For the next couple of weeks, every morning when I’d open the door of my building and step to the edge of the curb to await the next cable car (sounds pretty romantic, doesn’t it?), Susan G—, who just happened to be driving past at that moment, would stop on the opposite side of California Street and call, “Give you a lift?” After about two weeks of this, she resigned herself to the fact that I was neither going to invite her over again nor accept an invitation over to her place, and made alternate arrangements. I later heard she’d become engaged to the Nelson twins. The preceding sentence is of course a joke, and an hilarious one.

I won't neglect to mention that I was deeply in lust at this time with the voice of one of the firm’s telephone operators, whose announcements were broadcast on the multiple floors the firm occupied in the Financial District. “You don’t honestly imagine you’re man enough for me, do you?” her voice demanded even as she purred something like, “Mr. Dickwagon [all names in this essay have been changed], please call the operator immediately.” 

I successfully conspired to meet her, my pretext being that I was hoping she might record an outgoing message on my telephone answering machine. She was no match for her voice, but have I mentioned that, in the wake of my marriage’s collapse, I was lonely? She suggested I bring my machine over to her home in Rohnert Park the following Sunday evening, after I drove my little girl to her mother’s house in Santa Rosa after our weekend together. I was pretty excited about the prospect of getting her to talk dirty to me in that fantastic smoky voice, but nearly passed out as I entered her home. My impression was that she must have around 150 cats, all of them heavy smokers. On the verge of passing out from the stench, I made up an excuse I’ve long since forgotten and drove like the wind back to Highway 101, and then south, feeling lonelier than ever.  

Tuesday, April 28, 2015

Promiscuous Me: Remembering Margie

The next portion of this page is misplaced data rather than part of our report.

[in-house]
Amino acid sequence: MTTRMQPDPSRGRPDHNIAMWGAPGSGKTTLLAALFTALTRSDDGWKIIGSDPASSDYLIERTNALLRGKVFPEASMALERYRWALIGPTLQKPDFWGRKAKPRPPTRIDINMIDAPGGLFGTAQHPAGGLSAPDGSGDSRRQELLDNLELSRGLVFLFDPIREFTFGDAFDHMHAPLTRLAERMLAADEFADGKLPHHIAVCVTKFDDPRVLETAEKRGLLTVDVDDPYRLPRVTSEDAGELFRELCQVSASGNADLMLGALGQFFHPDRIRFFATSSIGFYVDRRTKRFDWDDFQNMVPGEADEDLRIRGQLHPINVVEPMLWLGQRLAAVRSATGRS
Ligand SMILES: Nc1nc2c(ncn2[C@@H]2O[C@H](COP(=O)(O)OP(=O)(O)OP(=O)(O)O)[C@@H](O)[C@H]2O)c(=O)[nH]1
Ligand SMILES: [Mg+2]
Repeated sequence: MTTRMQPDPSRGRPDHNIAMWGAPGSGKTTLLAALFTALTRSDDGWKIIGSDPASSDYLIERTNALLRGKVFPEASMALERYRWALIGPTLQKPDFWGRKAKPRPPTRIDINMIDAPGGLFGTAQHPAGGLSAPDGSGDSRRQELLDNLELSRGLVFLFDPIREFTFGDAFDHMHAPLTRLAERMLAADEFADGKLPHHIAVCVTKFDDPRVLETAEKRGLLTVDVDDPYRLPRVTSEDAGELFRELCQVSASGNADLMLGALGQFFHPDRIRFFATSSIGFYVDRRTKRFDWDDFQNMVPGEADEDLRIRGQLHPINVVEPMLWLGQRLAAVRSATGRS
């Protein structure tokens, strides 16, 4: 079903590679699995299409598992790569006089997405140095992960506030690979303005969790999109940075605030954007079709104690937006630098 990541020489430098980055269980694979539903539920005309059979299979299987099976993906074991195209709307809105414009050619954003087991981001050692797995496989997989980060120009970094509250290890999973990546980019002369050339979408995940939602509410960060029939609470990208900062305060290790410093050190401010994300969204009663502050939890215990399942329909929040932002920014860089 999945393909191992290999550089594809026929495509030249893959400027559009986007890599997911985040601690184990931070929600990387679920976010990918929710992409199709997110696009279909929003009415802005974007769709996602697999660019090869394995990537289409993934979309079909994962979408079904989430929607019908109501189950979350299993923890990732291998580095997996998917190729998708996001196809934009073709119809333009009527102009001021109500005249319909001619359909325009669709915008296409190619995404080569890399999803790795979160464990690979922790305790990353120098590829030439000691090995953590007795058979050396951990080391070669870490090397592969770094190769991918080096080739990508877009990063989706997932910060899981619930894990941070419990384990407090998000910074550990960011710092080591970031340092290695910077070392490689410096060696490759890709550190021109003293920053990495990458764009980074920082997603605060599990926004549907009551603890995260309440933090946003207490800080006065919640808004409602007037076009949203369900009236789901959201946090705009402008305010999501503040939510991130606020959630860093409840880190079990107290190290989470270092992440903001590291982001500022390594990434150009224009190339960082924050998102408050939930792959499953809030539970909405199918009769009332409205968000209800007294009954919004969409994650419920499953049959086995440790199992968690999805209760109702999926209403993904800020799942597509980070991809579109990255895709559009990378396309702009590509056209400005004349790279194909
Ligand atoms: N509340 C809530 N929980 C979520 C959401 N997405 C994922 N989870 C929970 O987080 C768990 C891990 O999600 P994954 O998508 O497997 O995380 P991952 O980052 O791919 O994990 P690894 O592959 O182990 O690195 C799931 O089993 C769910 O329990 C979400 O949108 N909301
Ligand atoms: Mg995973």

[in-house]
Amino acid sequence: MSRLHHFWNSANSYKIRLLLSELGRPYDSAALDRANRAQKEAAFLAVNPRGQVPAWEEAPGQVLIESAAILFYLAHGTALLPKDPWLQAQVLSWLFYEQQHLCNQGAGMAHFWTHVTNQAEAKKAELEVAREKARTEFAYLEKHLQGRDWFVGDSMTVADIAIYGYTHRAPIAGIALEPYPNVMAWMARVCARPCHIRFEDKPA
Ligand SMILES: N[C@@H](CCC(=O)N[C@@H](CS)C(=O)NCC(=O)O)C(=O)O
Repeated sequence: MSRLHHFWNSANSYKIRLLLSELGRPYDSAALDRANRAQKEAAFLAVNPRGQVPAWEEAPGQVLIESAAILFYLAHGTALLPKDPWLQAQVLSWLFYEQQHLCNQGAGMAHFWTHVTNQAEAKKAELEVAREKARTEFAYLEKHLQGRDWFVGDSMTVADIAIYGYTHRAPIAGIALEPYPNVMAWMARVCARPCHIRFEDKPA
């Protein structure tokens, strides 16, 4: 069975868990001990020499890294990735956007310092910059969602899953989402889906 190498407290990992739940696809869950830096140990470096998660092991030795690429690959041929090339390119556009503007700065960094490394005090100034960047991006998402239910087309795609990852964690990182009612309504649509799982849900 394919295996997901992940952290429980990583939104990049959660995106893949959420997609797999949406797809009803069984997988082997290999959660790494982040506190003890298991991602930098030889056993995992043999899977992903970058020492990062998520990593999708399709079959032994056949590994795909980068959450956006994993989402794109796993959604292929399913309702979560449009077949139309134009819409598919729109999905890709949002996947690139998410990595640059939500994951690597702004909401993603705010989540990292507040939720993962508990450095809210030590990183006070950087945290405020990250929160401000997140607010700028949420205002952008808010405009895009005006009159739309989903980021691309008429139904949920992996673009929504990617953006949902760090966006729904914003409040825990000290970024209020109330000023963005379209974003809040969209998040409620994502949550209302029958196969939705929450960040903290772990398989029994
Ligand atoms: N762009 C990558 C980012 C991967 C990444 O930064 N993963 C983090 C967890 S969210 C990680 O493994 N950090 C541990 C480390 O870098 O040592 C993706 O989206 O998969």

It was Lesley Gore’s party, and she’d cry if she wanted to. It’s my blog, and if I want to, I’ll see, just for the fun of it, in how much detail I’m able to recount the minor sexual interactions of decades past.

We will start, sheerly out of caprice, with Margie A—. When my first major live-together (for 40 months) girlfriend had a younger girlfriend (in the nonsexual sense) pulled the plug on our relationship (as anyone would have, I have come to realize), my brand consultants felt it imperative that I replace First Major with another universal object of desire. I asked Pammy and Billy if they knew such a person. They said they did, and gave me her phone number. I phoned her to ask if she might be interested in attending a screening of The Towering Inferno with me. She was.

I, rather a universal object of desire myself at the time, presented myself at Margie’s at the appointed hour in a tight-fitting suit made of bits of reclaimed blue denim much like that in which George Foreman arrived in Zimbabwe, but without German shepherds. I guess I wore the suit pretty well, as Margie’s mouth literally fell open at the sight of me. I would have that experience only one other time. She was very much more impressed with me than I was with her. Had my brand consultants seen us together, I'd have been a goner.

We attended the screening. I found the film ludicrous, but diverting. We weren’t even halfway through the ‘70s yet, and AIDS wouldn’t rear its ugly head for another dozen years, so we headed afterward for my apartment on actual Sunset Blvd. with virtually no debate. We had at it. After we’d both, you know, finished, and then had a cigarette, the sap began to rise anew. Margie asked if I could secure her wrists and ankles to the posts of my bed, open the bedroom wide to make it cold, and slap her around a bit. It was the first time a woman had ever confided an erotic fantasy of that sort to me. I was aghast — for around a millisecond, after which I did my best to provide what she wanted. I won’t pretend that I was nearly as good at fantasy fulfillment as I would get later in life, after realizing that the most important sexual organ isn’t between the legs, but the ears. 

We hadn’t really connected except sexually over the course of the evening, and I drove her home. We had each other’s phone numbers, of course. A couple of days later, trying (as I did all too infrequently) to be a gentleman, I phoned her to tell her, falsely, how much I’d enjoyed our date. She, apparently with reciprocity in mind, asked if I’d like to play tennis. I said I would.